The 1980s smash sitcom “Cheers” introduced us to a Boston bar filled with unique and interesting characters. No two were alike, and the collection of individuals was greater than each one alone. Although the show struggled in its first season, “Cheers” lasted eleven seasons and became one of the great sitcoms in television history. So, what does an eighties TV show set in a bar have to do with the modern workplace?
The show’s creators set out to develop a comedy around a group of colleagues and customers who related to each other like a family. Effective teams, organizations and entire companies work best when everyone is focused and collaborating together. Cohesion is important, whether in a comedy setting or in a work environment. But, perhaps even more importantly, a team that works effectively together is not a homogeneous, ordered group where everyone thinks and acts the same way. On the contrary, the key to an effective workplace culture is variety.
What was once a formal culture based on hierarchy and structure, the modern workplace has evolved into an environment that is flexible and collaborative. The synchronous workplace, where people arrived at the same time, ate lunch at the same time and in the same place, and worked in one location, has become asynchronous. Workers come and go throughout the day, work in remote locations and juggle multiple tasks. The characters on “Cheers” exemplify this notion, with their lively entrances, sarcastic-yet-supportive relationships, all-hands-on-deck attitudes, and loyalties to one another—loyalties that were perhaps never more apparent than when we watched them band together during challenges posed by the characters from the hated rival bar.
Marcus Buckingham, a leading expert on high-performing teams and organizational performance, has led discussions about the modern workplace. Buckingham advocates a focus on individuals’ strengths as key to improving workplace culture. A high-performing team is not a collection of similarities; rather, it is comprised of individuals with different strengths complimenting each other. “Cheers’” odd-couple bar patrons Norm and Cliff were perfect complimentary characters, just like waitresses Carla (the argumentative cynic) and Diane (the academic optimist). Sam, the bar owner, was the lovable leader—arrogant for sure, but not so full of himself that he overshadowed the others. “Cheers,” like a superior sports team or an efficient organization, was a collection of colorful personalities and diverse talents. It can be argued that any team, department or organization should reflect the same.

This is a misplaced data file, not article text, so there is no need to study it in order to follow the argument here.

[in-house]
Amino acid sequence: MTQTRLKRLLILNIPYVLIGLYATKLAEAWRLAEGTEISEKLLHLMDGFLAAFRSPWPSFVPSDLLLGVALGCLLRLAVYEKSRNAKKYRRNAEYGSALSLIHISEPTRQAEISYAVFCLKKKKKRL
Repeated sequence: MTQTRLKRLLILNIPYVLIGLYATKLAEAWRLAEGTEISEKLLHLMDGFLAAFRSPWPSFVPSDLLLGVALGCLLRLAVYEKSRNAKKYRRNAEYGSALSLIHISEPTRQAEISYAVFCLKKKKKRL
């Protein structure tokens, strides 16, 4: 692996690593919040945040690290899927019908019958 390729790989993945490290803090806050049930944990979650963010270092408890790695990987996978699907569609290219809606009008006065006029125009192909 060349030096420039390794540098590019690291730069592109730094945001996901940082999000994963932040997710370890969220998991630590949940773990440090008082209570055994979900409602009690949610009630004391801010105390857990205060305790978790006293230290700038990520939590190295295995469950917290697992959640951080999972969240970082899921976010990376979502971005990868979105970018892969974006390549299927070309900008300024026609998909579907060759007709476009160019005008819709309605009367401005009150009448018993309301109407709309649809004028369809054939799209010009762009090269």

In order to be successful, companies must encourage and nurture organizational dynamics that focus on building collaboration into the organization’s DNA. Executive leadership is not a nice-to-have bonus, but a must-have requirement. Business leaders should mandate hiring and building teams that reflect a variety of skills, backgrounds, knowledge and personalities. But, leaders must also break down silos if employees can’t do so themselves. Differing points of views, when shared openly, do not bog down workflow; instead, they enhance the discussion and ultimately lead to better decision-making.
Today, leading companies have embraced collaboration and effective communication throughout their organization. This is one area that sets market leaders apart. These are the companies where everyone wants to work, regardless of the type of product or service being offered. What these companies have that others don’t is an organization that makes people want to do their best work. And, thanks to improved collaboration and a lack of silos, they are places where it’s possible that every colleague knows everyone else’s name.
Are there other television shows that embody the ideal workplace? We’d love to hear your thoughts in the comments below.